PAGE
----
That bold, hit-you-in-the-face, wake-you-right-up flavor of dark roasts is deceiving. Turns out you might actually be getting more caffeine from that fruity, citrusy light-roasted coffee!
When coffee beans get roasted, the heat damages their physical structure, releasing gases and acids trapped inside the molecules. Caffeine is one of the elements that suffers. The roasting process breaks it down, so the longer (darker) a coffee is roasted, the less caffeine it has.
It doesn’t make a huge difference, and there are lots of other factors that influence how much caffeine is in your coffee (varietal, brewing method, dose, etc). All other factors the same, a darker roast of one type of bean would have less caffeine than it’s more lightly roasted version. Still though – those citrusy, light roasted origins will perk you UP.
Any questions about coffee keeping you up at night? Shoot an email to email@example.com and we’ll share what we know!
Is anybody else looking for Monday Motivation? Can we just say, without offending the rest of the country, “Go, Villanova, The entire Philadelphia area believes in you!” Sorry, but, it would be unfavorable luck, not to say it. Thanks, LC.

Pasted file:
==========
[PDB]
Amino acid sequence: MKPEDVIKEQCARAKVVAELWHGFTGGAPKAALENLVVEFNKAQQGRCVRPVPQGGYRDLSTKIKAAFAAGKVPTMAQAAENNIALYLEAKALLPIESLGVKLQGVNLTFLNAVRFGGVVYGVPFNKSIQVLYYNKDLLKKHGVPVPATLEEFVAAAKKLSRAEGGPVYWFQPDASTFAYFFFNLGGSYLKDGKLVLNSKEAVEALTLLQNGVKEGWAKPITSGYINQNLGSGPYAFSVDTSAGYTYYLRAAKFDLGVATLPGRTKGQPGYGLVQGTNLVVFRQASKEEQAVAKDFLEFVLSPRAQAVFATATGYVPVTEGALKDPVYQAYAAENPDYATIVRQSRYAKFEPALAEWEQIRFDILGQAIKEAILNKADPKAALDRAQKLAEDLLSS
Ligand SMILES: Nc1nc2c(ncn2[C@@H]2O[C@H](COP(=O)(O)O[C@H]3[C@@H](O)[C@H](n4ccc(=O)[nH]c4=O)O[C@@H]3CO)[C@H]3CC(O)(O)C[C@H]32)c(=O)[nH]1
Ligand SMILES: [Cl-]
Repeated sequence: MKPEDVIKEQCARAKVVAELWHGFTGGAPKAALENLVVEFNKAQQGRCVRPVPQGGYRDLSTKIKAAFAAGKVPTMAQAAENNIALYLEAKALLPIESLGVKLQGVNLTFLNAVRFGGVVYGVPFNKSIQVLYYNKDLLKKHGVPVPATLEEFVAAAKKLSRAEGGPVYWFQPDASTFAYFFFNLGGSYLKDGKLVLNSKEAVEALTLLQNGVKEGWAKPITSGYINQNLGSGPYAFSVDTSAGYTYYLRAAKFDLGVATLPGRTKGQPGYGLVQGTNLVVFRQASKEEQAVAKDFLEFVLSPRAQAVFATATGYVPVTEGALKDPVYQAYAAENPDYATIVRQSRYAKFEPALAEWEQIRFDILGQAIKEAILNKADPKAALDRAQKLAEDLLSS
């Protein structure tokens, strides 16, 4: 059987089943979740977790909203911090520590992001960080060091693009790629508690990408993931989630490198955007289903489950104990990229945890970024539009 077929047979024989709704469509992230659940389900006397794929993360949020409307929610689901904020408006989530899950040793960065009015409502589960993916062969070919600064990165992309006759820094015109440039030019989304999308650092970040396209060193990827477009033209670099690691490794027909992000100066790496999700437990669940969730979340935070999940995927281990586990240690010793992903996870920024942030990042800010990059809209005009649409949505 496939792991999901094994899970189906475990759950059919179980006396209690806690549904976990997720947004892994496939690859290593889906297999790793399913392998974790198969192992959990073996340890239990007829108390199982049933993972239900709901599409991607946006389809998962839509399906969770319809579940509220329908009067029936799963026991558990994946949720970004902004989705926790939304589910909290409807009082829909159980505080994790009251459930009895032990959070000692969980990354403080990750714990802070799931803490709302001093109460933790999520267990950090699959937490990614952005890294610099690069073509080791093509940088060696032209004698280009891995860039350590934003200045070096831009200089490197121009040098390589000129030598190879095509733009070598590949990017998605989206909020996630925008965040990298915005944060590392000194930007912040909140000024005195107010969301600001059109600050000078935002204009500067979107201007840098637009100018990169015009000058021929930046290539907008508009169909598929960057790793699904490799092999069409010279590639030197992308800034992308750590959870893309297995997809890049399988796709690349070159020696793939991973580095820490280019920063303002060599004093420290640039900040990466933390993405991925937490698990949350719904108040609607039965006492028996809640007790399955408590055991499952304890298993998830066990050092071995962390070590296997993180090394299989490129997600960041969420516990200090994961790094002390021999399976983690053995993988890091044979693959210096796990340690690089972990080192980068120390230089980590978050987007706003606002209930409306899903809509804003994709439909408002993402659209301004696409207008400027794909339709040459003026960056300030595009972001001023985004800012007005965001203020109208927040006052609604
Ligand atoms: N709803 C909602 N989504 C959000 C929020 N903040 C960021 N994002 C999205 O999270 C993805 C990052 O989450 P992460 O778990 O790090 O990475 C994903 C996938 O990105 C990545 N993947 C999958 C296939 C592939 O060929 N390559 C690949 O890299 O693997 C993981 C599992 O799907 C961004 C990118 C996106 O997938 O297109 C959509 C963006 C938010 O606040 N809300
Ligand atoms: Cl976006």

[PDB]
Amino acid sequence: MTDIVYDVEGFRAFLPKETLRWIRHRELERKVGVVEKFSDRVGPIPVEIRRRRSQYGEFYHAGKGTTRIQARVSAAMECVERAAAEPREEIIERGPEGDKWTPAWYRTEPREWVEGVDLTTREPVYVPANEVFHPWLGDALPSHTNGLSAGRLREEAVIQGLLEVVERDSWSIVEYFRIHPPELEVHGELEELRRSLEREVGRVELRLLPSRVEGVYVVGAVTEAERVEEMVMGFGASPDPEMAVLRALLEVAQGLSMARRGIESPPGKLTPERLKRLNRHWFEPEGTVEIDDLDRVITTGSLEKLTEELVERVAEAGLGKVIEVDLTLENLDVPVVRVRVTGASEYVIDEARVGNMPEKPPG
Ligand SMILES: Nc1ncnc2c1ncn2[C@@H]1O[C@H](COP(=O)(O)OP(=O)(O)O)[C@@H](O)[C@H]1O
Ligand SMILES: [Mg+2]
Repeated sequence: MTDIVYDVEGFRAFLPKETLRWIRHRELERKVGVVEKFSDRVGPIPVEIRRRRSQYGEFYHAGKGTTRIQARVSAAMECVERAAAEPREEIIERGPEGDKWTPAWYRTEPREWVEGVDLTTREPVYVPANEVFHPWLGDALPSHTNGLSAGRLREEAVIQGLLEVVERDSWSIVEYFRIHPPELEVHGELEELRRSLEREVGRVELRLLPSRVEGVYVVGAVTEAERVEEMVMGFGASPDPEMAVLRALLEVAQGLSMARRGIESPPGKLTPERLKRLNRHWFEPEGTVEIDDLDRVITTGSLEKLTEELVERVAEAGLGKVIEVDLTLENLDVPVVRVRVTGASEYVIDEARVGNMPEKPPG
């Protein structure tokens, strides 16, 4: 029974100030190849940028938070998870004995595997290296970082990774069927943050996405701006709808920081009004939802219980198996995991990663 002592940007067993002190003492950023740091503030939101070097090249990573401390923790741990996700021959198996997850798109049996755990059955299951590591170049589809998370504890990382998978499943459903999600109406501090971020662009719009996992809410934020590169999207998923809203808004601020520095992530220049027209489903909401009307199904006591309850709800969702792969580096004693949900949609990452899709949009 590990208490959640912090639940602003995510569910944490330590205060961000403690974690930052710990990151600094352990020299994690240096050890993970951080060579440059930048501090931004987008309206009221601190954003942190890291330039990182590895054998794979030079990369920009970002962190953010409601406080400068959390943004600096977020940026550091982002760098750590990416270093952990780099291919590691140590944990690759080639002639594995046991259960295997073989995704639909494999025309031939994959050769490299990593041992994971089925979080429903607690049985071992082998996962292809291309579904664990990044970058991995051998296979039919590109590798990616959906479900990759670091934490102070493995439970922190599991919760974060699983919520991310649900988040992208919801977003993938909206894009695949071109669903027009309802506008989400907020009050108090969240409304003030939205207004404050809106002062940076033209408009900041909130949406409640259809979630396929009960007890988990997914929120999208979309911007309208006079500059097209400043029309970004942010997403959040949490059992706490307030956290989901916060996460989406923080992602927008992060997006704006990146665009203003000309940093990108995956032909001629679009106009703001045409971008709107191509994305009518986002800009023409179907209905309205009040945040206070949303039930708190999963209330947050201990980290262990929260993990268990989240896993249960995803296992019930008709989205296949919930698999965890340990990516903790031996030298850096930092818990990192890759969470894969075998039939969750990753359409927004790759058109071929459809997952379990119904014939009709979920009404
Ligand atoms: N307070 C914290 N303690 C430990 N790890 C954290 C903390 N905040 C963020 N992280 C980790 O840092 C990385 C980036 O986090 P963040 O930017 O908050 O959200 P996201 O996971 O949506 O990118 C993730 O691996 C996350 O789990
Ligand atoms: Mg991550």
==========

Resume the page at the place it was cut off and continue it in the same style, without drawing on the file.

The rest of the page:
I think the URNEX website (about us section) says something like ( please don’t take it verbatim) 800 factors that they need to account for in their work for coffee as opposed to something close to 200 for their wine accounts. I thought that was so interesting and wanted to share it, even though LC already knows 🙂 .
Perhaps you, too, have chosen a French Roast over a Breakfast Blend because the one pound bag is larger, seeming like a better value. Well, that’s not entirely the case, because since the French Roast is roasted way darker than the Breakfast Blend, the beans have expanded in size. Yet, one pound still equals one pound, of course.